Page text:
A vital link

The world of the 1990s is a world of dazzling technology in communications. Never before have we had so much information available at our disposal with such immediacy.

Almost as fast as major events happen around the globe, they can be projected into our livingrooms. Communication satellites have put the world at our fingertips. Far-off places with names that were once unheard of are now becoming as familiar to us as the nearest town, only a few miles away.The telephone now opens to us vast storehouses of information. For instance, we can receive in just a moment's time information from our banks about any of our accounts. With merely the touch of a few buttons on our telephone we can find out, 24 hours a day, how much we have, say, in our checking or savings accounts or what the last checks were that cleared.

If we're staying at a hotel, we may be able to check out in the comfort of our room and avoid perhaps waiting in lines for service at the check-out counter. We can call up on the TV screen a listing of our charges, and with the press of a button on a remote control, our bill is printed out and waiting for us as we leave the hotel.

It is amazing, and even overwhelming, what has happened in the world of communications in the past few years. To keep up, we have had to learn new words and phrases that now are mostly commonplace in our vocabularies; words like fiber optics, holograms, fax machines, lasers.

Sadly, however, we may not have made such great advances in our personal communications as the world has achieved in mass communications. And nowhere are personal communications more important than in the home and family.

But for many, the lines of communication are dangling precariously.

All too often, husbands and wives complain that they can't talk to each other. Parents frequently say their children won't talk to them, and children often express that their parents don't understand them. Some brothers and sisters are speaking only on limited terms.

In many cases, whatever limited communication there may be in a family, it is done on the run, all but lost among busy schedules. Often, family members feel detached, isolated because there is so little communication. And sometimes whatever communication there may be, it is tinged with anger, with sarcasm, with barbs that cut and hurt.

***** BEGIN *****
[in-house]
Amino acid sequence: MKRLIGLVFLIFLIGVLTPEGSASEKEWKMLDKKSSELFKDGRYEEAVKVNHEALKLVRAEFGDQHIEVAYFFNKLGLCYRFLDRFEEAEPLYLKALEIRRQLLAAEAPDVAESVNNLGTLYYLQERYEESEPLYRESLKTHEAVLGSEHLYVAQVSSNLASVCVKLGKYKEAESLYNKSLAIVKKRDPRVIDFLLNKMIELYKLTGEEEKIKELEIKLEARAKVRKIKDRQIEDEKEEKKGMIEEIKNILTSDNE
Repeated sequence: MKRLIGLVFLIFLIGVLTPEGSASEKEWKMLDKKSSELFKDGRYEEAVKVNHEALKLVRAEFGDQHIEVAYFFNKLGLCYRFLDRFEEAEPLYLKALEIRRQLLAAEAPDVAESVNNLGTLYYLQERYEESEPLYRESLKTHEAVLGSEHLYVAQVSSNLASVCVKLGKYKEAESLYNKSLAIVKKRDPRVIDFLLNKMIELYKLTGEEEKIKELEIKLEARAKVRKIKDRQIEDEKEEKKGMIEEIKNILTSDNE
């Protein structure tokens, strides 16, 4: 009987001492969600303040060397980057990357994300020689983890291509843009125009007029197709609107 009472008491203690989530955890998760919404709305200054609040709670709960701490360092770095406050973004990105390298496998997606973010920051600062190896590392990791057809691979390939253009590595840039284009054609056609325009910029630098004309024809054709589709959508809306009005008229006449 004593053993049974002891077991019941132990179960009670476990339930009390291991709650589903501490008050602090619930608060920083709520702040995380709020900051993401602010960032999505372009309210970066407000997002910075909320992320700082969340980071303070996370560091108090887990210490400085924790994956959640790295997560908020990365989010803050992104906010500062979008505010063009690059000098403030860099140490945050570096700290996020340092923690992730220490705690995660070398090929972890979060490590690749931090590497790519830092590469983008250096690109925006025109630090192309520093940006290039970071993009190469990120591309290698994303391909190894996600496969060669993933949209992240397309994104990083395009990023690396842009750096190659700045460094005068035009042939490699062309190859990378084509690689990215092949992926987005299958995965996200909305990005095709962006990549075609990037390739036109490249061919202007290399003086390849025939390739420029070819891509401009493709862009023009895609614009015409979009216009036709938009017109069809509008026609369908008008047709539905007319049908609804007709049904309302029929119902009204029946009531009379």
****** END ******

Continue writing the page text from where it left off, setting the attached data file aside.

No family, no matter how strong it once was, can survive broken lines of communication. Sooner or later, that family will crumble unless changes are made.

To restore the lines of communication, new poles may have to be installed, new wires may have to be strung. Pride may have to be replaced with humility; forgiveness may have to replace harboring a grudge; understanding may have to replace a hardened heart.

Living the gospel is the best way to repair broken lines of communication. Often when we fail to live basic gospel principles, then we fail at the basic principle of communicating with each other.

Think what the power of prayer can do. When we truly communicate as a family in humble prayer to God we should have no problem communicating with our spouses, our children, our brothers and sisters. We have already opened our hearts to Heavenly Father and listened for His guidance and inspiration. By applying the same principles of opening our hearts and listening with genuine interest, we keep the lines of communication open.

Think of the value of holding quality family home evenings, of going to the temple regularly with our spouses, of worshipping together, of reading scriptures together, of serving our fellowman together. In living gospel principles, we draw close together, and close families have the ability to communicate in love, kindness and empathy.

And how about the practice of doing things together, of having fun together, of working together? It's not old fashioned for families to spend time with each other, and the rewards are immeasurable. The seeds of communication are planted when we spend quantity and quality time with our families.

When families truly communicate with each other, there will be fewer divorces, less infidelity, less child and spouse abuse, fewer neglected children and older parents, and fewer hurt feelings. There will be more love and harmony, more kindness and consideration, and more happiness.

By walking uprightly before the Lord, there will be no broken poles or downed wires in our lives to prevent us from communicating as a family. The risk is too great to settle for anything less.